Shocktober Day #29 Pays Tribute To George Romero!
Horror movies fans were stunned earlier this year when George A. Romero, Director of the seminal 1968 horror film “Night of the Living Dead” died at 77 of lung cancer.
The best way to pay tribute during Halloween season is to honor this legendary Director for his most iconic achievement!
Romero broke all the rules of low-budget filmmaking when he created “Night Of The Living Dead” – a film that has inspired filmmakers and movie lovers for decades…
The Iconic “Night Of The Living Dead!”
Take a moment to bow down to the great Director George Romero, who ushered in a new era of horror – with a film that has become one of the most beloved horror films of all time!
“Night Of The Living Dead” has grown more famous over the years, but almost never got made at all! It is a testament to the tenacity and ingenuity of Romero that he managed to get this film made! It was completed on a $114,000 budget and premiered October 1, 1968.
Here is the classic trailer:
The plot is straightforward: A shocking phenomenon has occurred: throughout the country, the dead have suddenly come back to life. A small group barricade themselves in an old farmhouse in an attempt the remain safe from these “walking dead.”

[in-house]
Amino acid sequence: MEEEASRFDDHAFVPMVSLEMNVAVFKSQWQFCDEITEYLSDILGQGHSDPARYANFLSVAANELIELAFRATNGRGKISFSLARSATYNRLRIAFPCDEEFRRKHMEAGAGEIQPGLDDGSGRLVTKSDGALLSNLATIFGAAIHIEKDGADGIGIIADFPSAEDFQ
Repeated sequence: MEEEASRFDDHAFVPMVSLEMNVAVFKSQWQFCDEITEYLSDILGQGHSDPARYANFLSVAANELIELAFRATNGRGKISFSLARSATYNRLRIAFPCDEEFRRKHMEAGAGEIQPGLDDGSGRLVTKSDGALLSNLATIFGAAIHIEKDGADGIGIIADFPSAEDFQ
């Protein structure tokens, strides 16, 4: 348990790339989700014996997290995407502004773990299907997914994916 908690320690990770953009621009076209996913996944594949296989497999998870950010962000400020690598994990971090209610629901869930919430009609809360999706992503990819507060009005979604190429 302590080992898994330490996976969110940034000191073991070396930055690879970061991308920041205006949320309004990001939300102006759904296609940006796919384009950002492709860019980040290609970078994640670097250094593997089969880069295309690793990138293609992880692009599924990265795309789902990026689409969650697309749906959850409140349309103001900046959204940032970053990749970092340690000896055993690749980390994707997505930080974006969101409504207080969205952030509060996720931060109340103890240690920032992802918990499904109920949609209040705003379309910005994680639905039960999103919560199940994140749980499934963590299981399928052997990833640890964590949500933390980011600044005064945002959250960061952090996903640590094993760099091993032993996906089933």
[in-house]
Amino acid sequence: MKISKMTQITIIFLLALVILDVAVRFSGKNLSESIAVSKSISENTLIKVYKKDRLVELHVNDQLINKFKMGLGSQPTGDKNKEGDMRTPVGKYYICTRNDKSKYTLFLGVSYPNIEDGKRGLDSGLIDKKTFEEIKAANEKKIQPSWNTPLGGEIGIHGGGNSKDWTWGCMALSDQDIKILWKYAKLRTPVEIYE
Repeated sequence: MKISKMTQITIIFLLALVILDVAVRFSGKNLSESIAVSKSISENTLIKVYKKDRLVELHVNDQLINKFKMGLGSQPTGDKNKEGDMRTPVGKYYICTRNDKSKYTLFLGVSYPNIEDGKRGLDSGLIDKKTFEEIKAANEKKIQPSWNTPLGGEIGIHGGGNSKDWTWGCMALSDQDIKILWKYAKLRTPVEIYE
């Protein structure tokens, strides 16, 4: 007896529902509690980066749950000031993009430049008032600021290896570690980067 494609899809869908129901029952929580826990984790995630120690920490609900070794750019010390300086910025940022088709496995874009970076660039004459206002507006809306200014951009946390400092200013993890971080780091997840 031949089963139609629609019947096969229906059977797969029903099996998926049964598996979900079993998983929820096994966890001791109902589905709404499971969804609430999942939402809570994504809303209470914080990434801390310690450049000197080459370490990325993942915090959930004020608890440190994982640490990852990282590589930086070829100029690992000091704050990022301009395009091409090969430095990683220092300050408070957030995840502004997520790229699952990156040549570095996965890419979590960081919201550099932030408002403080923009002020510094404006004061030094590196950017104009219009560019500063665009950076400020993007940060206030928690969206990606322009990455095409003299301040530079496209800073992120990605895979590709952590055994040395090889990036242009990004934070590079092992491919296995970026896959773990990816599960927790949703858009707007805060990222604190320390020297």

“Night of the Living Dead” is a master class in low budget filming. The script is razor sharp, the characters become clearly defined over the course of the movie, and the gore – well, let’s just say it was heavily criticized when it came out, because it was presented in a “reality” style that was shocking for its time!
The film has grown in critical stature over the years, and was selected by the Library of Congress for preservation in the National Film Registry, as a film deemed “culturally, historically, or aesthetically significant”.
The lead role of Ben was played by Duane Jones. He was an unknown stage actor. It was a major gamble for Romero to cast a Black Actor in the lead; in fact, one Reviewer said that the performance depicted Ben as a “comparatively calm and resourceful Negro”!
Here’s another interesting fact: the word “zombie” is never used in the film. According to IMDB, the most common euphemism used to describe the living dead is “those things,” or “ghouls.”
Can you imagine “The Walking Dead” existing if it wasn’t for this film?
According to the George A. Romero commentary track on one of the many special edition DVDs of the film, the original working print and working elements and materials for the film no longer exist – they were destroyed as a result of a flood that filled the basement where the materials were stored (which was the same basement used in the movie).
The sequels are also great in their own way, and Romero went on to make many other films as well – but this was a revelation in low-budget horror, and it will live forever as one of the greatest Halloween films ever released!
RIP George Romero!
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